- Mishandled medical information has caused two separate health data breaches in Oklahoma and Connecticut. Neither of the breaches, which occurred at Oklahoma University Physicians OB/GYN department and Backus Hospital in Norwich, CT., disclosed patient Social Security numbers, but both hospitals still mailed out breach notification letters to individuals affected by the incidents.
Laptop stolen from OU Physicians’ employee’s car
An OU Physicians employee recently had a laptop containing sensitive patient information stolen from his or her car, resulting in the breach of information for two groups of individuals, according to an OU press release.
For the first group of individuals, the information included patient names, medical numbers, dates of birth, ages, patient account numbers, the name of any inpatient procedures done, and the admission and discharge dates of that inpatient procedure. The first group of affected individuals includes those who received treatment at OU Outpatient Surgery Center or the Presbyterian Tower between January 1, 2009, and December 31, 2014.
The second group of affected individuals included patients for high risk delivery at OU Medical Center from September 24, 2014 until May 31, 2015. For this group, potentially disclosed information included patient last name and first initial, ages, pregnancy-related information, lab results, medications, delivery dates, and problems and allergy lists.
No Social Security numbers or addresses were disclosed for either group of individuals, and OU Physicians has no reason to suspect any of this information has been mishandled, the organization explained. However, OU Physicians still mailed the notification letters to affected individuals, and is offering them a free one-year subscription to credit monitoring. OU Physicians employees are also being reeducated on proper practice for handling patient information.
Backus Hospital patient information seen by non-employee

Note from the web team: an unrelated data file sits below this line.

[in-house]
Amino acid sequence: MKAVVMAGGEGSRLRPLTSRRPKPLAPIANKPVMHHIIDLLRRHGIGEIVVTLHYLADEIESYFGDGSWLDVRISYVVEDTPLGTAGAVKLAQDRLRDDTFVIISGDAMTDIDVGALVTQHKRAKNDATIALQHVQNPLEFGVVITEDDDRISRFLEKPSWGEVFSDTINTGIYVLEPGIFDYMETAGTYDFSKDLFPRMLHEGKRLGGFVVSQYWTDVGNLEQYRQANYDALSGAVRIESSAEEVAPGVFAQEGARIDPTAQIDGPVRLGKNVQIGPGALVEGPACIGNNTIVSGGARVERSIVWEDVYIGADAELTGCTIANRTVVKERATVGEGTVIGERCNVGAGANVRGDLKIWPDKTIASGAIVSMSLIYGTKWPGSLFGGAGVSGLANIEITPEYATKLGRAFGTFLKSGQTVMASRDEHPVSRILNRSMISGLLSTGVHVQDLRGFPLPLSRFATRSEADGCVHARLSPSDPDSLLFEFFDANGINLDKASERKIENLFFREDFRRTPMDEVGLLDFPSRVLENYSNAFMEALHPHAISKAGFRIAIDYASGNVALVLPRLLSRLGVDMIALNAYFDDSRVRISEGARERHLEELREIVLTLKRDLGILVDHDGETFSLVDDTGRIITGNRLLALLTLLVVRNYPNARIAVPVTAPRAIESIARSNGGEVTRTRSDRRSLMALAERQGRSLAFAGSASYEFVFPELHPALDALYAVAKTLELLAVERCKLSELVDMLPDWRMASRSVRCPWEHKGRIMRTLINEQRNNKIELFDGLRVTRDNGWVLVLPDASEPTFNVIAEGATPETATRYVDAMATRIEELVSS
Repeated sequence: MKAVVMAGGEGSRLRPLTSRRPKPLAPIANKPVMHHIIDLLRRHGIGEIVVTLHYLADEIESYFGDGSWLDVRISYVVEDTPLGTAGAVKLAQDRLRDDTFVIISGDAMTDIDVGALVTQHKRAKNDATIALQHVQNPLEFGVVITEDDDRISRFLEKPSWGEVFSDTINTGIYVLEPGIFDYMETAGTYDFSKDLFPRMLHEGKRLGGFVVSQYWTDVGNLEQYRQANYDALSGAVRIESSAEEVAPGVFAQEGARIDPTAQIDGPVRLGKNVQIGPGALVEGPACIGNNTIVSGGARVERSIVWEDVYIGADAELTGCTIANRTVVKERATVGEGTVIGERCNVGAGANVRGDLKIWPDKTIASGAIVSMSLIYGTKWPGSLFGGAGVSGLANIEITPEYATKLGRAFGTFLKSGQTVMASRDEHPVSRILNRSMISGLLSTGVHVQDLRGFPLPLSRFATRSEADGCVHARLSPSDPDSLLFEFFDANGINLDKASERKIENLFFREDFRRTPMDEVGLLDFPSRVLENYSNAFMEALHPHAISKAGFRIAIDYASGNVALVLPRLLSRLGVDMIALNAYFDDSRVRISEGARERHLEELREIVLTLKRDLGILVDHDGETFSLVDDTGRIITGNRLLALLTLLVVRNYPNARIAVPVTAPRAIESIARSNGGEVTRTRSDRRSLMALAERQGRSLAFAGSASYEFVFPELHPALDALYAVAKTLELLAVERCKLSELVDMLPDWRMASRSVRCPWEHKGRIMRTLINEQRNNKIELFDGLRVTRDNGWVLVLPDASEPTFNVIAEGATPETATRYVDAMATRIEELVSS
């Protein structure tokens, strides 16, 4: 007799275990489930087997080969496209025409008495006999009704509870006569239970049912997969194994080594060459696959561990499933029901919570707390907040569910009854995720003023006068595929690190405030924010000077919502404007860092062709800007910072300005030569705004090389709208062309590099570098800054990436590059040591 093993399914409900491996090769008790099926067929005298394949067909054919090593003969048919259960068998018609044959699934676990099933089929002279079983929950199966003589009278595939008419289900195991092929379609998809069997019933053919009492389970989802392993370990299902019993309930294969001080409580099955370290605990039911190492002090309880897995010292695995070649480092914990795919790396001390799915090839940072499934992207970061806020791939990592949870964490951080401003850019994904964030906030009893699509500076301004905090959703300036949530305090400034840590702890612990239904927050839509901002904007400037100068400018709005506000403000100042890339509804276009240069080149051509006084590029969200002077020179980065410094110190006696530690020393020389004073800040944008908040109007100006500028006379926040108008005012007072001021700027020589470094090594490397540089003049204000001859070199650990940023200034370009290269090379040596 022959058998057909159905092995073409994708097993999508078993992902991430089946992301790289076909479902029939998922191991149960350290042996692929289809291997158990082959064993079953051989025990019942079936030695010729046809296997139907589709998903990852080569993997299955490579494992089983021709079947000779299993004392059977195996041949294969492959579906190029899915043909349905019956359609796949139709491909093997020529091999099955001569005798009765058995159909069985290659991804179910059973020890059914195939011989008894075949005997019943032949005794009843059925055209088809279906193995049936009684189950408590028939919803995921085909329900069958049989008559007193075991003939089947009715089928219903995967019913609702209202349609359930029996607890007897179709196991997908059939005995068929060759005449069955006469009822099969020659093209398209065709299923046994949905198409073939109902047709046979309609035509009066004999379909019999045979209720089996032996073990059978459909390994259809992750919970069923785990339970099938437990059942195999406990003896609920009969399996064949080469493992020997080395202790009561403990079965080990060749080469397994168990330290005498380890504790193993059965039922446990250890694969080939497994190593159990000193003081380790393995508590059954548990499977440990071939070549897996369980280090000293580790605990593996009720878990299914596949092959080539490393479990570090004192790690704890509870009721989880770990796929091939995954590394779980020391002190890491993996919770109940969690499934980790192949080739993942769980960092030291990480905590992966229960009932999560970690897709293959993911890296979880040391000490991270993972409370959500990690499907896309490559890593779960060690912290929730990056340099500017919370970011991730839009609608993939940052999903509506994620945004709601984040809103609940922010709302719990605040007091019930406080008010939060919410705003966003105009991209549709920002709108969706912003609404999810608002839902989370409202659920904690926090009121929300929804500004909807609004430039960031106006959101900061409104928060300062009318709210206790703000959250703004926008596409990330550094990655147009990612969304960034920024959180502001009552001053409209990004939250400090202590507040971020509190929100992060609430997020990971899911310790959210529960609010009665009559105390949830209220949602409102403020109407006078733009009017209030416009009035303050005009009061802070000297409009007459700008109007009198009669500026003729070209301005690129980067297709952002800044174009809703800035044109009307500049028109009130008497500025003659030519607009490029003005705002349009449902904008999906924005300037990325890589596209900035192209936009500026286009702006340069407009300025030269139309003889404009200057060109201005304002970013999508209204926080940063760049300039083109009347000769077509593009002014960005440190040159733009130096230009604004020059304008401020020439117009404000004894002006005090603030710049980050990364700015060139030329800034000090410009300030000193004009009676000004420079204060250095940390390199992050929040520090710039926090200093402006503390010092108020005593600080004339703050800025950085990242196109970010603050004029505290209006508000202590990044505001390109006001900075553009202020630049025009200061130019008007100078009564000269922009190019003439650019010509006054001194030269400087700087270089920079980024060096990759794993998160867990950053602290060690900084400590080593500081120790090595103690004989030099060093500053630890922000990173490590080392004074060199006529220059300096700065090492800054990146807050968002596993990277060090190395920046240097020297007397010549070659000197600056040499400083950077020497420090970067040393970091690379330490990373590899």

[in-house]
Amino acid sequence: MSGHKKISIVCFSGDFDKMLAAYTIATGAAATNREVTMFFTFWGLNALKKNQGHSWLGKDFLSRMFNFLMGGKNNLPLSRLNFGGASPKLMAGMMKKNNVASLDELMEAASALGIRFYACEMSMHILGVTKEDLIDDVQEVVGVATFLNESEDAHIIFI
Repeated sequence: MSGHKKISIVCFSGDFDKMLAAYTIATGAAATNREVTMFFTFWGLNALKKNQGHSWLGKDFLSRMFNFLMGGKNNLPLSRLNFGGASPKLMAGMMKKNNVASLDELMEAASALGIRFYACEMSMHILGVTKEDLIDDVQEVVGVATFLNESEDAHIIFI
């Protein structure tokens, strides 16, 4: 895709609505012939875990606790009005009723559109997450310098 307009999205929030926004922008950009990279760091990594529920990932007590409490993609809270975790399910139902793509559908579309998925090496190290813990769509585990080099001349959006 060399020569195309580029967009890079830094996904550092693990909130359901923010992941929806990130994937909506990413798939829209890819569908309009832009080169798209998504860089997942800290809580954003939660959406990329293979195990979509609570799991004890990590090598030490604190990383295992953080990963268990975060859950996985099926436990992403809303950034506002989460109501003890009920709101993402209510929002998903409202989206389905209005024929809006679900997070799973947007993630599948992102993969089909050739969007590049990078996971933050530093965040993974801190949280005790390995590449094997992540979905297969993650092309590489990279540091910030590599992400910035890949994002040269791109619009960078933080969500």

After receiving a data breach notification letter from Backus Hospital, patient Kenneth Keely Jr. was shocked at the mishandling of his personal information, according to The Norwich Bulletin. That letter, which explained the nature of a recent health data breach at Backus Hospital, was sent to over 300 other patients, the news source reported.
According to the letter, a health data breach occurred at the hospital on August 11, 2014 when an employee brought patient records home with her in an attempt to finish some work remotely. Those records stayed in her home until May 29, 2015, and may have been seen by non hospital personnel. Backus hospital became aware of this breach on June 20.
The breached records included patient names, medical record numbers, dates of treatment in the emergency room, diagnoses, and treatment information. While Backus has no reason to believe this information was misused in any way, the hospital said it still decided to send out 360 letters to individuals potentially affected by this incident.
Shawn Mawhiney, a spokesperson for Backus Hospital, stated that the employee responsible for this breach is being properly disciplined and reeducated on proper handling of patient information.
“The employee took the records home and they are not supposed to do that,” Mawhiney told the news source. “The records then had the potential to be seen by someone in her home. As a health care institution, we take this kind of incident very seriously.”